Despite a phenomenal run in the company’s share price (year to date, it has risen 32% following a 52% rise in 2012) and a seemingly high valuation level, we think there is more to come from Naspers* over the coming years.
First, the basics: Naspers is essentially a collection of distinct media businesses in varying stages of growth/development, some of which are publicly traded in their own right. Applying market prices to the group’s listed investments (ie Tencent, Mail.Ru) and what we regard as fair value for the remaining assets (principally pay TV) yields a value of ~R865/share, or 19% above the current share price. Naspers has typically traded at a discount to its sumof-the-parts value, probably due to the non-controlling nature of its larger investments, but we think the current discount is reasonable and the value of the overall pie should continue growing at 20%+, which should sustain continued strong share price performance.
It’s important to understand the major value drivers of this diversif ied media group. The group’s single largest asset is its 35%-held associate, Tencent, which is the largest Internet company in China. Tencent is publicly traded in Hong Kong and at current share prices, Naspers’s share in this business amounts to R625 per Naspers share, or 70% of our estimated
value for the group. The fundamentals of this business are impressive: it has 825m online user accounts (growing 10% year on year), generates a 35%+ operating margin and a return on equity of 35%+ and has sustained earnings growth of 46% per annum over the past four years. While its growth has been heavily reliant on growing user numbers and online gaming (users pay subscription fees for this), it is beginning to successfully diversify revenue streams into e-commerce and online advertising – these now comprise 20% of the total. Tencent trades at a high 12-month forward P/E ratio of 24 times, but it surprised on the upside in the first quarter of 2013 by delivering earnings growth of 36% and we expect it to sustain earnings growth of 20%+ for the next few years. Given the growth profile, we anticipate the rating to remain high, which should sustain strong share price performance, ultimately f lowing through to Naspers.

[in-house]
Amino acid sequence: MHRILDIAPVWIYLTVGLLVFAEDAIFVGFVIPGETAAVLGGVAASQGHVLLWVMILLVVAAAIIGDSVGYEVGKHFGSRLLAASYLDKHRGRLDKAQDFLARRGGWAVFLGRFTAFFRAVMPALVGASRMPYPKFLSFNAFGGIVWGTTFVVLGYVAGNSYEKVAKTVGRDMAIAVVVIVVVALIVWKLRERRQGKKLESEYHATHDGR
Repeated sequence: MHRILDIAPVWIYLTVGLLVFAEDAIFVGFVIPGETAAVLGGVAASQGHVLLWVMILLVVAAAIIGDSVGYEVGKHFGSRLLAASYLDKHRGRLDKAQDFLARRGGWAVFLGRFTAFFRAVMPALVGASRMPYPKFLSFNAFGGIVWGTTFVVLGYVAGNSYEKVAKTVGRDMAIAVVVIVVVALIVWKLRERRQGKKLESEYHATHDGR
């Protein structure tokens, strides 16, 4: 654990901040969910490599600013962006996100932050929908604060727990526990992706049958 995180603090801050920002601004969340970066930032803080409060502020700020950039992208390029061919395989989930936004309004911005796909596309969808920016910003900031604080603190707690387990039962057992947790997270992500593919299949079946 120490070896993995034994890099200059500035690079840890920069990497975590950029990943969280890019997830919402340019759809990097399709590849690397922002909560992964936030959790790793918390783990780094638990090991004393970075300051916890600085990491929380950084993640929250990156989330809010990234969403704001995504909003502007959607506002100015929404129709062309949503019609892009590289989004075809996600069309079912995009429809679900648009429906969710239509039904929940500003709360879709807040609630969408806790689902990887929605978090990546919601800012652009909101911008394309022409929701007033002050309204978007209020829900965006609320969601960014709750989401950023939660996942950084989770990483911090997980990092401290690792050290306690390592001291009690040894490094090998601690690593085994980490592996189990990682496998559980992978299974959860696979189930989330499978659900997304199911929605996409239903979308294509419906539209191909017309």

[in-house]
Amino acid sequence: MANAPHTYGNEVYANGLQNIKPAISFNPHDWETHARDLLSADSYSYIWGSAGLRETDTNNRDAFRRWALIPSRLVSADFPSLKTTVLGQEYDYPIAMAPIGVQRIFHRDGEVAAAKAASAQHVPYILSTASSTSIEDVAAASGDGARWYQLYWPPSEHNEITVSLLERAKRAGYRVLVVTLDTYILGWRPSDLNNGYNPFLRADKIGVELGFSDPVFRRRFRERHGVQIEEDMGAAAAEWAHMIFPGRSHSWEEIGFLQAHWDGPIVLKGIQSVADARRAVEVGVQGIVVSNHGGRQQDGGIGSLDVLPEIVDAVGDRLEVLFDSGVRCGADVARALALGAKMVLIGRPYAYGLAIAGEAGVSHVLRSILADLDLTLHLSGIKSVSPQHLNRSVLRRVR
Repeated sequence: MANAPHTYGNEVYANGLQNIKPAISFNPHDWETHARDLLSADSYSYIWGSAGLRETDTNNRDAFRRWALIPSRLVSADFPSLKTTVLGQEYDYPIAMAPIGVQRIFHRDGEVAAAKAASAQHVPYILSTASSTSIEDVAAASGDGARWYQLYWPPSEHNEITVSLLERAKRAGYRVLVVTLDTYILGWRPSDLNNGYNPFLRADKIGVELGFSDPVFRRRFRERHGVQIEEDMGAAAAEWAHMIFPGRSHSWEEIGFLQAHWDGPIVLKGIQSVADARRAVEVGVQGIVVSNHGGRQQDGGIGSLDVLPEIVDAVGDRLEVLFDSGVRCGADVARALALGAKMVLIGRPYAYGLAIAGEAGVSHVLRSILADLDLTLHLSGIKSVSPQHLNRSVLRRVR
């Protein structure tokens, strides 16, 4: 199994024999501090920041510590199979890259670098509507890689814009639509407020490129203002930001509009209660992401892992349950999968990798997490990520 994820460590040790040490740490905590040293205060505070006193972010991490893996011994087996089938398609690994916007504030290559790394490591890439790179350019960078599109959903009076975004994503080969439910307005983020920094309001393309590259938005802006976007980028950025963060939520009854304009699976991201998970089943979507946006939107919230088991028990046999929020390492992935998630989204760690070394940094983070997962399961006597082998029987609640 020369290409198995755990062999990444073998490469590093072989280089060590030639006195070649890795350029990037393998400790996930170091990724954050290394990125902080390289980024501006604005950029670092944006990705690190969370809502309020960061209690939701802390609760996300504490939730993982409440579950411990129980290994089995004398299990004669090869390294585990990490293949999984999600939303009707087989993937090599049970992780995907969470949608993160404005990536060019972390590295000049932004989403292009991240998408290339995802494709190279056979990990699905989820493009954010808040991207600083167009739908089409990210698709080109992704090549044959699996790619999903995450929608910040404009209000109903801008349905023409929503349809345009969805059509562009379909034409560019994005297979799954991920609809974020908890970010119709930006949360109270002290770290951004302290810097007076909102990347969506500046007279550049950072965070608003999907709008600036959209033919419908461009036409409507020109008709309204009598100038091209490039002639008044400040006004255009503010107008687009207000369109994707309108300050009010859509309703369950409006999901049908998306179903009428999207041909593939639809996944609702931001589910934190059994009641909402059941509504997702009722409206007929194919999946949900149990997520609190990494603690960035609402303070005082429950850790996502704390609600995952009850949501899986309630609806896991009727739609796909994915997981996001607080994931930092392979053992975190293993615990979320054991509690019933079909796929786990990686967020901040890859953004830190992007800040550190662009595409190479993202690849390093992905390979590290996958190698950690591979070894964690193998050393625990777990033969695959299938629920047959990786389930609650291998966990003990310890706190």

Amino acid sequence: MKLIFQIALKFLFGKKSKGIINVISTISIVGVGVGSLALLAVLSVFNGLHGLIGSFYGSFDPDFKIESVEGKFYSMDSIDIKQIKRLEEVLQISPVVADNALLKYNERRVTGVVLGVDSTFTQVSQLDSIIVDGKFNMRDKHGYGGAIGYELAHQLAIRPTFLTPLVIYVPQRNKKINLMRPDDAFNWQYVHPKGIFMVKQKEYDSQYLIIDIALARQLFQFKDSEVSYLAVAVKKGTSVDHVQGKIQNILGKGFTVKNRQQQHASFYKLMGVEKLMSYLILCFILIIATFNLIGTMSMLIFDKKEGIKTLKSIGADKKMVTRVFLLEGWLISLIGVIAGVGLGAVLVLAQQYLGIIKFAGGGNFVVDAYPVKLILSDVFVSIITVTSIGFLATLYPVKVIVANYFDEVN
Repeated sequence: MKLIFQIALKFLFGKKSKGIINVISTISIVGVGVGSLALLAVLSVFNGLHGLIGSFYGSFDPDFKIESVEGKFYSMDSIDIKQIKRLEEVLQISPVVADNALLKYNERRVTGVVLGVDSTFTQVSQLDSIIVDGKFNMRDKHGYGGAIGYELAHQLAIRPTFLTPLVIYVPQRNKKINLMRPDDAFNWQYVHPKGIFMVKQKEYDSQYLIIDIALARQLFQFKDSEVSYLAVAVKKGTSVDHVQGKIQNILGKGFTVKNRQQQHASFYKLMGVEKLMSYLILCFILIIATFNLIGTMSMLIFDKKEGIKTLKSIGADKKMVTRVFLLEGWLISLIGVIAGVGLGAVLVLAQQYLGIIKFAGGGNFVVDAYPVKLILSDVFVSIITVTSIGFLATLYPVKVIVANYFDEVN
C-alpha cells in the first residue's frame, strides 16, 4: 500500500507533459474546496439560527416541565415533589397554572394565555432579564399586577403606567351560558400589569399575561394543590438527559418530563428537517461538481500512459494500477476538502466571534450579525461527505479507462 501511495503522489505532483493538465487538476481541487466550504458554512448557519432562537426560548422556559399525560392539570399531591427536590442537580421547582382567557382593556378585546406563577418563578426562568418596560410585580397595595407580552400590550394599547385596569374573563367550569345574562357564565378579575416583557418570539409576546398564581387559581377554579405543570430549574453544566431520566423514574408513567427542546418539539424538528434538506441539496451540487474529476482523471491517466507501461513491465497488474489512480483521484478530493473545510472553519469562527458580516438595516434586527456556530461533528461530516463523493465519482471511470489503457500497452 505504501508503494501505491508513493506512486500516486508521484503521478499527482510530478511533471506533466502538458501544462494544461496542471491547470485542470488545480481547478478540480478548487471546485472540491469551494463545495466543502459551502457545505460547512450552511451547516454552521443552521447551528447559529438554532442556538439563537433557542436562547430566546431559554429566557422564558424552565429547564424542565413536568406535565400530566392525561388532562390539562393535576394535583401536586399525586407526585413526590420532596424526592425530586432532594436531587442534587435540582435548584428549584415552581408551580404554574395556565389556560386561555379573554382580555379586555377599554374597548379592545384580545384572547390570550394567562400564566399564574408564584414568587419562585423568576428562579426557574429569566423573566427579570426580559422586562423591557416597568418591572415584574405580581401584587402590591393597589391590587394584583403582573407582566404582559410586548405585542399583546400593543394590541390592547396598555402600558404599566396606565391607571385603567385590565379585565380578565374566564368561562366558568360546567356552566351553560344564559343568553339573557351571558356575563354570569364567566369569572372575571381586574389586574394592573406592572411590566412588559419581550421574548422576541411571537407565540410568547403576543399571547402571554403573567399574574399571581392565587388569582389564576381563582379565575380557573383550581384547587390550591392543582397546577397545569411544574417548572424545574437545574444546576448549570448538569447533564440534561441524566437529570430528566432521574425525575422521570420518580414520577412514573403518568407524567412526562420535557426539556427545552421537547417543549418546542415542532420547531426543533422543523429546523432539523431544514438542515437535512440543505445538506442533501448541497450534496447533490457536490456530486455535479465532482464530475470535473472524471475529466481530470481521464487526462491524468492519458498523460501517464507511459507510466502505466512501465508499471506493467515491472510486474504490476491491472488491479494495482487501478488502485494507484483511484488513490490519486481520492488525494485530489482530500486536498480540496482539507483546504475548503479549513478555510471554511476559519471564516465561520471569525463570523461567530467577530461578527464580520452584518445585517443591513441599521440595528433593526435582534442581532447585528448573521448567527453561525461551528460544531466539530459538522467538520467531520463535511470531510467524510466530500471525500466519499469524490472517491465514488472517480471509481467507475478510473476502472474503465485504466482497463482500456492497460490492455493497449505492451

Sticking with Internet-driven business models, Naspers has been investing heavily in building e-commerce platforms in Eastern Europe (think Kalahari.com, Bid or Buy, etc), seemingly with the broad objective of building the “Amazon.com of emerging markets”. While parts of this are profitable (eg Allegro), the group’s significantly increased level of “development spend” in building businesses in the region is suppressing the reported profits of the Internet segment – group development spending was R1.2bn in the 2009 financial year and we estimate it will rise to >R3bn in this financial year. This results in Naspers appearing expensive when assessed solely on the current earnings multiple of ~30 times, but much of this spending is largely discretionary (hopefully in creating the next Tencent!) and we estimate that management could increase bottom-line earnings by 20%+ simply by scaling back this development spending to more “normal” levels. It is difficult to assess with certainty the extent of value being created in the group’s e-commerce operations in Europe while losses are still incurred, but we think at least some value can be ascribed – currently, this is “lost” in the group’s overall earnings base.
The group’s pay TV operations (25% of group value), while no longer the key driver of value, continue to grow both subscriber numbers and profits in double digits and generate substantial cash for the group (EBITDA ~R9bn), which can be used to grow other parts of the company. Finally, while Naspers’s traditional print media businesses detract from the growth story, these assets now contribute less than 5% to the value of the group so are not a material detractor from the overall growth story.
*Finweek is a Media24 publication, which is a subsidiary of Naspers.